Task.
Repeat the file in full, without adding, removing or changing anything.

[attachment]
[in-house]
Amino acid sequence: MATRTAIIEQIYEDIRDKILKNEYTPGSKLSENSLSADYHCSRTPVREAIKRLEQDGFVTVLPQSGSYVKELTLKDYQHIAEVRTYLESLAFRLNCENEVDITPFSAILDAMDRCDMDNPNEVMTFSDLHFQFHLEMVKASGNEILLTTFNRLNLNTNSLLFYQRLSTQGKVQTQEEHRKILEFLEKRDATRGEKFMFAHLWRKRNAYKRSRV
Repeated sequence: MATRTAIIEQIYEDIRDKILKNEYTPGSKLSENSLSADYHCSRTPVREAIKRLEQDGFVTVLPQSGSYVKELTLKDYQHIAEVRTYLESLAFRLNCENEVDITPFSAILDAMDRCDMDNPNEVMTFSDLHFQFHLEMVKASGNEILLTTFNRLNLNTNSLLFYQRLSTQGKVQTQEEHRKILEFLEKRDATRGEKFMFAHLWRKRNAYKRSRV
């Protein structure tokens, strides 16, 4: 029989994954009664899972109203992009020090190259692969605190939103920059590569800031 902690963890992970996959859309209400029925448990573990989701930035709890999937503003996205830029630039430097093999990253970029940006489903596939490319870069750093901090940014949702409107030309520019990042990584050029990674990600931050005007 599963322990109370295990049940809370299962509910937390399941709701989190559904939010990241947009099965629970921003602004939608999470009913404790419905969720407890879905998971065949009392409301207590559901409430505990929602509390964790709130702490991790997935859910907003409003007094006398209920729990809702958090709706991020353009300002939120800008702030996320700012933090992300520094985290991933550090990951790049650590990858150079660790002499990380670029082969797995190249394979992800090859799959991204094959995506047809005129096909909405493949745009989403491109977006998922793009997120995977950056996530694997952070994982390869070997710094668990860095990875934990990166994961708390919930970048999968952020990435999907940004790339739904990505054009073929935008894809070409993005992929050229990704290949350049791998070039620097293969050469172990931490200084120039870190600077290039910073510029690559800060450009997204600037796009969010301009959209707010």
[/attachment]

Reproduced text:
[in-house]
Amino acid sequence: MATRTAIIEQIYEDIRDKILKNEYTPGSKLSENSLSADYHCSRTPVREAIKRLEQDGFVTVLPQSGSYVKELTLKDYQHIAEVRTYLESLAFRLNCENEVDITPFSAILDAMDRCDMDNPNEVMTFSDLHFQFHLEMVKASGNEILLTTFNRLNLNTNSLLFYQRLSTQGKVQTQEEHRKILEFLEKRDATRGEKFMFAHLWRKRNAYKRSRV
Repeated sequence: MATRTAIIEQIYEDIRDKILKNEYTPGSKLSENSLSADYHCSRTPVREAIKRLEQDGFVTVLPQSGSYVKELTLKDYQHIAEVRTYLESLAFRLNCENEVDITPFSAILDAMDRCDMDNPNEVMTFSDLHFQFHLEMVKASGNEILLTTFNRLNLNTNSLLFYQRLSTQGKVQTQEEHRKILEFLEKRDATRGEKFMFAHLWRKRNAYKRSRV
């Protein structure tokens, strides 16, 4: 029989994954009664899972109203992009020090190259692969605190939103920059590569800031 902690963890992970996959859309209400029925448990573990989701930035709890999937503003996205830029630039430097093999990253970029940006489903596939490319870069750093901090940014949702409107030309520019990042990584050029990674990600931050005007 599963322990109370295990049940809370299962509910937390399941709701989190559904939010990241947009099965629970921003602004939608999470009913404790419905969720407890879905998971065949009392409301207590559901409430505990929602509390964790709130702490991790997935859910907003409003007094006398209920729990809702958090709706991020353009300002939120800008702030996320700012933090992300520094985290991933550090990951790049650590990858150079660790002499990380670029082969797995190249394979992800090859799959991204094959995506047809005129096909909405493949745009989403491109977006998922793009997120995977950056996530694997952070994982390869070997710094668990860095990875934990990166994961708390919930970048999968952020990435999907940004790339739904990505054009073929935008894809070409993005992929050229990704290949350049791998070039620097293969050469172990931490200084120039870190600077290039910073510029690559800060450009997204600037796009969010301009959209707010």